Yeah, Southwest Detroit. I had a great, idyllic childhood because my aunts and uncles kind of raised me, gave me everything a little child (could want). I was like a princess. I was an only child. Then I moved in with my mother, and she moved us into the Brewster Projects. Well, it ended up that that was more exciting than the life I had been living with all of my people at the time. And now here I am in the projects with all these people, and the music was everywhere, and rock ‘n’ roll was new. It was so much fun. It just changed my life – the different acts there…and everyone dared to dream. Guys went to the sports center, and they were singing on the streets. It was a fun, wonderful time.

Where in Southwest did you live?

I was at Outer Drive and Bassett. I went to Boynton Elementary, and I did my first concert at Ford Auditorium, I think it was. All the schools in Detroit had a huge musical concert, and I was in one of them. I must have been in second or third grade. For some reason, I’ve always been in music but I never really thought anything about it. It just kind of followed me.

I know you went to Northeastern High School, where several Motown alumni attended.

I went to Northeastern. However, I got sent to (a school) across from Cass (Technical High School). I got there (and) I saw all these girls there and I said, "I don’t want to be here." So I told them, I wanted to change schools, so I went to Northeastern and I’m so glad I did.

Martha Reeves once told me Northeastern had a renowned music program.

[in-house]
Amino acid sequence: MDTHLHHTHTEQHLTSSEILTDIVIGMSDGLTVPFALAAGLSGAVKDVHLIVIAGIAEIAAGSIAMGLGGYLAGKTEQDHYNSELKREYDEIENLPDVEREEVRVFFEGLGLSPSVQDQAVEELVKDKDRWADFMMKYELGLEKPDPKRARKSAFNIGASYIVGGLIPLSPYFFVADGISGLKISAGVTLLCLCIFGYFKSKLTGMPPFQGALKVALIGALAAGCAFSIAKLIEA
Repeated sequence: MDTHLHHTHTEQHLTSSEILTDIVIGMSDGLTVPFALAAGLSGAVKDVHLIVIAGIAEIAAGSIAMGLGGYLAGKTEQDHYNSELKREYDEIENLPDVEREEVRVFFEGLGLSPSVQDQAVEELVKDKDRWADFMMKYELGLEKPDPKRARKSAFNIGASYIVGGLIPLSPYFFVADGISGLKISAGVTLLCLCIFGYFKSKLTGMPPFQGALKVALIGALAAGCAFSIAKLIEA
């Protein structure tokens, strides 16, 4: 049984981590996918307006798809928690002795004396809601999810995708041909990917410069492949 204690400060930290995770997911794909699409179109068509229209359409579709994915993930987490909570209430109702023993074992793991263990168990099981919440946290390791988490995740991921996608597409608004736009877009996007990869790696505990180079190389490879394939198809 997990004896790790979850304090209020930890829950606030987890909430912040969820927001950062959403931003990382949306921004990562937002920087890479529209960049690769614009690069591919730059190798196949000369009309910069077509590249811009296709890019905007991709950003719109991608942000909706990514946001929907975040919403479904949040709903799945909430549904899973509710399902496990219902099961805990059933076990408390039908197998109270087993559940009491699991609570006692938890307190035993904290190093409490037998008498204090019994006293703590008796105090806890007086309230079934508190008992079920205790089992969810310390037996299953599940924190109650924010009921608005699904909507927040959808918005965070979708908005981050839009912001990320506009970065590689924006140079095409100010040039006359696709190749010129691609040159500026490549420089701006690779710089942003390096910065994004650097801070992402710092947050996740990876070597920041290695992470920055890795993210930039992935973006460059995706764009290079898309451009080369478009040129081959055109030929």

Are you kidding? The best. We had Mrs. Breaux. We had Mr. Philbert. And…what was her name, the pianist? I can’ t think of her name, I can see her as clearly now as I did when I was in school. She played the piano, redhead. And I talked about this on my panel, the educational system in Detroit was phenomenal, and the arts department and the music department were just faboulous. Probably the reason why I became a singer was because we had such a great musical department at Northeastern.

So how did so much talent come out of Northeastern – and Motown?

It’s the water. (Laughs). I mean, who knows. You know, ‘what makes the Motown sound,’ and who knows? I don’t know, it’s who knows. There is so much talent in Detroit, and it still continuously goes on. I understand Kid Rock is working in town…there’s just so much talent here.

Have you been keeping up with any of the news Kid Rock has been making recently?

My grandsons are fans, and so I go to the Derby (Brown Derby in Hollywood) every year and Kid is there, and so I had to get an autograph for my grandsons because they love Kid Rock. 

(We pass by the Fox Theatre. “We used to do lots of shows there.”)

Did you see “Detroit?” Part of it takes place at the Fox.

I did not see it. A lot of my friends have seen it, and they’re not very happy about it. They don’t think it really depicts the total thing. But movies can be like that, you know.

What did you think of “Dreamgirls”?

What did I think of it? I thought it was great. However, people think it’s about The Supremes, and it’s not. I have mixed emotions, only because not of the end product – it was beautifully filmed piece and it was really gorgeous, but it’s not about the Supremes or about Motown. Although like a lot of other things, people used our success and our history and our all-these-things to create whatever, and we don’t get paid.